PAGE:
Paul: I know working in the IT industry, one of the things I love to do is go off to conferences and meet all sorts of strange and interesting people and learn about stuff, and hear compelling speakers and stuff. And the conferences online can be great too, but it is a different experience. So I for one, do look forward to that one day when we can do more of the physical thing, again, it’s different, right? You can get the business you need done using the tools, but there is something about people being together in a room and I think as human beings we need that a little bit too, right?
Chris: Yeah, I totally agree Paul. I think that when it comes to the conferences, I think it will allow us to be more selective, and it will allow the conferences to be built because I do agree that there are certain conferences that were on my can’t miss list that I am missing because I’m not going to.
Paul: Let’s talk about those actually. Construction month was April, right? A little different this year. You obviously had your annual conference and your 50th anniversary, so you had some events plan that happened a little differently. So how did that pan out?
Chris: So Construction Month, this was our third annual Construction Month. So we’ve been getting proclamations from the province of British Columbia that April every year is construction and skilled trades month, so when everything went sideways towards the end of March, we made the call to go ahead with Construction Month. We had a number of initiatives that were planned. We would always do a contractor’s breakfast theme partnering with the regions, we obviously had to put that on hold. But we found other ways to celebrate, we visited job sites that were still operational. We gave out Starbucks cards and Tim Hortons cards and showed some appreciation. We had lots of social media presence talking about our workforce development programs and the importance. It was good that construction by that point had been deemed essential in the province. So we were able to build a ground swell of a lot of pride about what was going on. Now you mentioned it was our 50th Anniversary gala that was scheduled to be held here in Victoria, and we had to pull the plug on that as a number of large events also had to cancel as well. So it was our 50th anniversary, one to be proud of, we had many of our past chairs coming, many former board members and contributors, long-term members, and we’ll find another way to celebrate when the time is appropriate. We’ve turned 50, that’s the big thing when we celebrate it, that…that’s to be determined.
Paul: Right, you will have a big party later.
Chris: I think one of the other initiatives that came forward this year as we were looking for ways to celebrate in construction and skilled trades month was the Lunch Box Challenge, and this was an initiative that came out of Scott Construction, a very prominent member of ours in the Lower Mainland area. They had this idea that they saw how the food services industry in this province was suffering more than more than many other industries were and definitely more than construction was. And so they had this idea of having construction sites that were in operation buy lunch for their crew from a local establishment that needed the business quite frankly, and so they created this lunch box challenge and they challenged us to participate as well. And so we accepted the challenge, and it was a great moment during April where myself and a couple of members of my team, we organized a lunch from a local Mexican restaurant, and we all took of this food down and fed 60 to 70 workers on a site right on the corner of Wharf and Government and safe social distancing, lots of great stories, very, very proud construction month t-shirts that we handed out, hard hat stickers. And this crew was just so appreciative of the acknowledgement, they were humble, they were doing good work quietly, they were working with their hands in the elements, but they were respectful of the new conditions. And it really was a powerful moment and it was Banyan Construction locally, and then they paid that lunch forward to another site later on that week, and so the Lunch Box Challenge was really something that we are working with Scott Construction with now to make it a fixture, it was so popular and so meaningful because it made it more than just about the construction industry, and it really showed a sense of community and across this province in every region, many communities participated, and it was construction’s way of giving back during its own month.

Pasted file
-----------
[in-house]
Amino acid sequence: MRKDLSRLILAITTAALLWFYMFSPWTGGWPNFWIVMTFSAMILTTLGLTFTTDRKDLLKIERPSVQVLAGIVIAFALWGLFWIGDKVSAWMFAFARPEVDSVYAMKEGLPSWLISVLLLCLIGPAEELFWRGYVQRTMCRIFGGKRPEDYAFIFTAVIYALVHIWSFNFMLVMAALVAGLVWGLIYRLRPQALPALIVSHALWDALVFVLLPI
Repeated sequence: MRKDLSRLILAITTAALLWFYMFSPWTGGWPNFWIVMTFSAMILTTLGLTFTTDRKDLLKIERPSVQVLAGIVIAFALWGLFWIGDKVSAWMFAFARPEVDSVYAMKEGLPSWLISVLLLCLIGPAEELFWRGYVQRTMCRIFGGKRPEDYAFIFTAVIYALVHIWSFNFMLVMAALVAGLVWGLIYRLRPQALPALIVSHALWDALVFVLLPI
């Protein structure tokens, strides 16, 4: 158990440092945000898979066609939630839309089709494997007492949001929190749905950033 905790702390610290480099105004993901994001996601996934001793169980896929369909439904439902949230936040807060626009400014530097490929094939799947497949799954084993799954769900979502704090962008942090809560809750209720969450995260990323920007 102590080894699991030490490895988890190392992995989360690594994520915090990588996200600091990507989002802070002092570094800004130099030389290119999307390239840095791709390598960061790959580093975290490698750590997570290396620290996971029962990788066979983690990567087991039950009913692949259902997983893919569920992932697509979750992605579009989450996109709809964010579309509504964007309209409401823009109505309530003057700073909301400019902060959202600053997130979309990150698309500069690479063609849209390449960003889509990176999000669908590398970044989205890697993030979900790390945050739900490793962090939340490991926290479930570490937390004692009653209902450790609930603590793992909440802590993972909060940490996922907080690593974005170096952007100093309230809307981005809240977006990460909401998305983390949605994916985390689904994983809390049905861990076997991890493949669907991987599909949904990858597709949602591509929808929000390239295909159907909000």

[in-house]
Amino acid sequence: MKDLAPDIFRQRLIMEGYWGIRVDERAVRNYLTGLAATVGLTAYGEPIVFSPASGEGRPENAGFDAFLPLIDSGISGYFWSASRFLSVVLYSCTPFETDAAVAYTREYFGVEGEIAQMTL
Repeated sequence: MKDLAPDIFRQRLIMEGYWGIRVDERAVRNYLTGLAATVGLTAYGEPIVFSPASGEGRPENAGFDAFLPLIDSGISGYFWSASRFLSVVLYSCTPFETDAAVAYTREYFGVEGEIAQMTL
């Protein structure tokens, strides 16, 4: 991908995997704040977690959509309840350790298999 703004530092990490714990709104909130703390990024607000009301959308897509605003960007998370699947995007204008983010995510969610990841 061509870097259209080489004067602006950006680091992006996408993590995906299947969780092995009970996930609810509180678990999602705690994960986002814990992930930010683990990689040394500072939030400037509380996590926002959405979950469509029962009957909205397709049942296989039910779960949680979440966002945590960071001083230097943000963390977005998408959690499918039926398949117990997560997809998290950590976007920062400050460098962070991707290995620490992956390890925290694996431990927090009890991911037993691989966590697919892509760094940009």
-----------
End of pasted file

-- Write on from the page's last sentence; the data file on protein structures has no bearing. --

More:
Paul: That’s great.
Chris: Yeah, it was a good story and one that we were very proud to be associated with.
Paul: There’s another initiative that I wanted to ask you about as well, The Builders Code Initiative. Can you tell everybody what that’s all about?